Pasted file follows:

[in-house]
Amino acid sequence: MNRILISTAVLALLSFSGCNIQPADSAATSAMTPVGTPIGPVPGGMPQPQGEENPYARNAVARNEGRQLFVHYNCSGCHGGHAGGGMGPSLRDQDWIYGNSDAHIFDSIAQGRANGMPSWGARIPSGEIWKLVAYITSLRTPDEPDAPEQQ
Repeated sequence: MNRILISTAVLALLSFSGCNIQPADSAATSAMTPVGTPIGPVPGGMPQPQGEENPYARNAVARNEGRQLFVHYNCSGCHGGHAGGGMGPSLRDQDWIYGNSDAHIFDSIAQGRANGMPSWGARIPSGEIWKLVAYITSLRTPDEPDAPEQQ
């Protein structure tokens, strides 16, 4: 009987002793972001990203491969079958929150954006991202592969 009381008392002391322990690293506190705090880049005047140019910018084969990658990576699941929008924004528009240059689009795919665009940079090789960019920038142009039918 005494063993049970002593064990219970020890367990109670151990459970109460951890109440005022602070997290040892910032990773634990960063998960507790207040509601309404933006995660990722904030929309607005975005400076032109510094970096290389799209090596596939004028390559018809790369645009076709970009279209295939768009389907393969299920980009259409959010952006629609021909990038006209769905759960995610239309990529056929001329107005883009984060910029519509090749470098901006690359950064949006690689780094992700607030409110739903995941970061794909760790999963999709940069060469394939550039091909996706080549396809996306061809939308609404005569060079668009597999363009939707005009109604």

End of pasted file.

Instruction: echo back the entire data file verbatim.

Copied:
[in-house]
Amino acid sequence: MNRILISTAVLALLSFSGCNIQPADSAATSAMTPVGTPIGPVPGGMPQPQGEENPYARNAVARNEGRQLFVHYNCSGCHGGHAGGGMGPSLRDQDWIYGNSDAHIFDSIAQGRANGMPSWGARIPSGEIWKLVAYITSLRTPDEPDAPEQQ
Repeated sequence: MNRILISTAVLALLSFSGCNIQPADSAATSAMTPVGTPIGPVPGGMPQPQGEENPYARNAVARNEGRQLFVHYNCSGCHGGHAGGGMGPSLRDQDWIYGNSDAHIFDSIAQGRANGMPSWGARIPSGEIWKLVAYITSLRTPDEPDAPEQQ
């Protein structure tokens, strides 16, 4: 009987002793972001990203491969079958929150954006991202592969 009381008392002391322990690293506190705090880049005047140019910018084969990658990576699941929008924004528009240059689009795919665009940079090789960019920038142009039918 005494063993049970002593064990219970020890367990109670151990459970109460951890109440005022602070997290040892910032990773634990960063998960507790207040509601309404933006995660990722904030929309607005975005400076032109510094970096290389799209090596596939004028390559018809790369645009076709970009279209295939768009389907393969299920980009259409959010952006629609021909990038006209769905759960995610239309990529056929001329107005883009984060910029519509090749470098901006690359950064949006690689780094992700607030409110739903995941970061794909760790999963999709940069060469394939550039091909996706080549396809996306061809939308609404005569060079668009597999363009939707005009109604």